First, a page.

The OHCHR report details deaths in random firings, including from helicopters and grenades; targeted killings of imams and teachers, slitting of throats with knives and locking people inside burning houses.
Reuters reporters have heard similar accounts from refugees in the camps in Bangladesh.
Khatun Hazera, a 35-year-old woman from the village of Kya Guang Taung, told Reuters that soldiers shot her husband, a teacher at the village madrassa, as he was returning from school with his students.
"They shot him and then turned the body upside down, dragged it, put a sword inside it and took pictures," she said. Her elderly parents-in-law, interviewed separately, gave similar accounts.
Reuters could not independently confirm these accounts.
Presidential spokesman Zaw Htay said the authorities "will try to verify" such reports, adding: "If it's true we need to find out the reason and the background data about the incident."
"WHERE ARE THE MEN?"
The OHCHR report says that the vast majority of the new Rohingya refugees were women and children, raising questions about the fate of the men left behind, U.N. officials said.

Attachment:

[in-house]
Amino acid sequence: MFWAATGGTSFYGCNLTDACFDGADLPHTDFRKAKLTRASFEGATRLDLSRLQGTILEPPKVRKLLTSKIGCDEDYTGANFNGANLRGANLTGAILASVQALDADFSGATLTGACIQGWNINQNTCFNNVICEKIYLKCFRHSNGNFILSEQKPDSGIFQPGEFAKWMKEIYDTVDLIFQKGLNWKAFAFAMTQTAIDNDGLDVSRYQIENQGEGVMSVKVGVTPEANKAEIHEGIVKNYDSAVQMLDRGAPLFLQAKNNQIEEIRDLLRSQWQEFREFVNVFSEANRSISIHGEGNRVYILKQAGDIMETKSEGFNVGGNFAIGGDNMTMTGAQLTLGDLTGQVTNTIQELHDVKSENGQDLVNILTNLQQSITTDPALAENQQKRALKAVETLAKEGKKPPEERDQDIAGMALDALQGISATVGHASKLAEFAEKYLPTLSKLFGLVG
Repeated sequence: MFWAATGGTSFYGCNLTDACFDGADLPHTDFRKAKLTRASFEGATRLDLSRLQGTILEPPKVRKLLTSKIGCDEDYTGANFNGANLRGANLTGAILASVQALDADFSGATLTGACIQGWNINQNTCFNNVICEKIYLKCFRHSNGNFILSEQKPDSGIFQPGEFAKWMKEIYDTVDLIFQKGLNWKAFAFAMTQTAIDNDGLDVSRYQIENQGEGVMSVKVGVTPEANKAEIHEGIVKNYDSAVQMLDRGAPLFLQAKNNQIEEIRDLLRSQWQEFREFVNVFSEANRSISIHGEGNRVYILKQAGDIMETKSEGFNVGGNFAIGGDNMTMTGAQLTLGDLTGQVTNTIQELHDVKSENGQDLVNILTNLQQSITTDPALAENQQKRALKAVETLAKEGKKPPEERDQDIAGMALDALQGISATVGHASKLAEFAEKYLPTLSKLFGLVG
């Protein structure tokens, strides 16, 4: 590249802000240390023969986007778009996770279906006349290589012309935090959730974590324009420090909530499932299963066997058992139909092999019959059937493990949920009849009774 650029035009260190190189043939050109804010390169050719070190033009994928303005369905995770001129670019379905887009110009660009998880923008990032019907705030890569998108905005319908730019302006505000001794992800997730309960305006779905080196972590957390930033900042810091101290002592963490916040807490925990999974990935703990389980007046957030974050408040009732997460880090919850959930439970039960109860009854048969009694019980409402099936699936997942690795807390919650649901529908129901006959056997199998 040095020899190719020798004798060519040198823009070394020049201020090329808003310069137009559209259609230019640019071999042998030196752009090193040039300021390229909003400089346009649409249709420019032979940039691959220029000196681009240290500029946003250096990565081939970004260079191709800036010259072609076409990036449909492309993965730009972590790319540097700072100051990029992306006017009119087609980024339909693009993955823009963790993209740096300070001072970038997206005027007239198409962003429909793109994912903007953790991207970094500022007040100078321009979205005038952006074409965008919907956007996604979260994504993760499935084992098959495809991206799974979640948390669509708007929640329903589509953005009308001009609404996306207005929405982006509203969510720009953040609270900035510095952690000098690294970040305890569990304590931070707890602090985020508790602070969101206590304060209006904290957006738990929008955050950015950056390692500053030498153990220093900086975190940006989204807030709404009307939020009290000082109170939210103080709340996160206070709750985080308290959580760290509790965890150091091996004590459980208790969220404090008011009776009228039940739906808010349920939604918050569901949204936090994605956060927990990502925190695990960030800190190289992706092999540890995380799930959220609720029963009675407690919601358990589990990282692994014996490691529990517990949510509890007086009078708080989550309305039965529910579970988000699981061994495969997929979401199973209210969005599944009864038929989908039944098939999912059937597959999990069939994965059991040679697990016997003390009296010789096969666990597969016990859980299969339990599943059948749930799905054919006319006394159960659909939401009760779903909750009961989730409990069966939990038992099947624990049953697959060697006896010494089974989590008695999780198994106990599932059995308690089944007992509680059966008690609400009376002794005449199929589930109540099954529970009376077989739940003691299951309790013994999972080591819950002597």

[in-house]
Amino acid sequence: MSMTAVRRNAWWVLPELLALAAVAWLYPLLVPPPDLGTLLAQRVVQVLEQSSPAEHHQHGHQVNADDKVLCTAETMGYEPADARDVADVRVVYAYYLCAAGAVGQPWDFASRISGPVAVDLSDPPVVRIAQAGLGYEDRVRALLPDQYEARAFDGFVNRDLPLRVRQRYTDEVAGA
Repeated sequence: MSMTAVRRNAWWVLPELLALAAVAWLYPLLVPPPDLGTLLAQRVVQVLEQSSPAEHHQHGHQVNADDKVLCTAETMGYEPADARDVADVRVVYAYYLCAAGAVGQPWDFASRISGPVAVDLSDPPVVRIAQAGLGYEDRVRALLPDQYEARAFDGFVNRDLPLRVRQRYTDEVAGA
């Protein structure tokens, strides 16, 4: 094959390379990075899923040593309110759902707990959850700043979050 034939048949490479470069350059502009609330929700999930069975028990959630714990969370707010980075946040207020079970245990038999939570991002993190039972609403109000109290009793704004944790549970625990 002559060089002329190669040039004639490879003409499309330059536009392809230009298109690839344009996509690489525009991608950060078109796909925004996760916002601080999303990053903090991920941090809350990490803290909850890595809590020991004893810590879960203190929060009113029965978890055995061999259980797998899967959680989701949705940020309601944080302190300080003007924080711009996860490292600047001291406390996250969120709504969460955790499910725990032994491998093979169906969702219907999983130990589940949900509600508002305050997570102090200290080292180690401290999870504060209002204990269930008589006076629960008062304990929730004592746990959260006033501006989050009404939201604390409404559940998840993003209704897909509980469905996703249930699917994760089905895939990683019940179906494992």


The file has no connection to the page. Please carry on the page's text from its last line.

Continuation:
"Boys and men between the age of 17 and 45 were particularly targeted, as they are considered to be strong and seen as a potential threat to the army and authorities," it said, adding that many accounts describe men of that age being rounded up and taken away with their hands tied behind their backs or heads.
Zaw Htay said the police and army were doing their jobs in making arrests.
Myanmar authorities have given little information about how many may have been detained, although prison officials told a U.N. human rights envoy last month that they were holding about 450 people.
"If you look at the new arrivals - the majority are women - so many of them talk about a killed husband, a slaughtered uncle or a missing brother. Where are all the men?" said the first U.N. official.
(Additional reporting by Simon Lewis in Yangon; Editing by Alex Richardson)